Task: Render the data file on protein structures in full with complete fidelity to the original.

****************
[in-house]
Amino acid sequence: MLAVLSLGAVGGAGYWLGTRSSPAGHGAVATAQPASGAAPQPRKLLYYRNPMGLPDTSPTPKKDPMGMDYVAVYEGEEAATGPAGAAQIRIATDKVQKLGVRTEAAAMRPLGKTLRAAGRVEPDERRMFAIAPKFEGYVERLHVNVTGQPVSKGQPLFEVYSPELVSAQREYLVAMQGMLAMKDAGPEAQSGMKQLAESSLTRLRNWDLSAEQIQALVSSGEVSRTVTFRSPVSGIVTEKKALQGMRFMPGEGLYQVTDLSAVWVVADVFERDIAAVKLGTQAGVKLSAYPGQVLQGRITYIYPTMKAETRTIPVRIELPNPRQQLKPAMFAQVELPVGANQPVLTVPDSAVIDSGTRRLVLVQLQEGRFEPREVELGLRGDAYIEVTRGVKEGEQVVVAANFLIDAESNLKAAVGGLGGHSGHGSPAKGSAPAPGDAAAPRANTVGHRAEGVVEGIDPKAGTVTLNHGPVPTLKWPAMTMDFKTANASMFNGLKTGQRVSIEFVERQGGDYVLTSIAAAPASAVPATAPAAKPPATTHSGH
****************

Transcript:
[in-house]
Amino acid sequence: MLAVLSLGAVGGAGYWLGTRSSPAGHGAVATAQPASGAAPQPRKLLYYRNPMGLPDTSPTPKKDPMGMDYVAVYEGEEAATGPAGAAQIRIATDKVQKLGVRTEAAAMRPLGKTLRAAGRVEPDERRMFAIAPKFEGYVERLHVNVTGQPVSKGQPLFEVYSPELVSAQREYLVAMQGMLAMKDAGPEAQSGMKQLAESSLTRLRNWDLSAEQIQALVSSGEVSRTVTFRSPVSGIVTEKKALQGMRFMPGEGLYQVTDLSAVWVVADVFERDIAAVKLGTQAGVKLSAYPGQVLQGRITYIYPTMKAETRTIPVRIELPNPRQQLKPAMFAQVELPVGANQPVLTVPDSAVIDSGTRRLVLVQLQEGRFEPREVELGLRGDAYIEVTRGVKEGEQVVVAANFLIDAESNLKAAVGGLGGHSGHGSPAKGSAPAPGDAAAPRANTVGHRAEGVVEGIDPKAGTVTLNHGPVPTLKWPAMTMDFKTANASMFNGLKTGQRVSIEFVERQGGDYVLTSIAAAPASAVPATAPAAKPPATTHSGH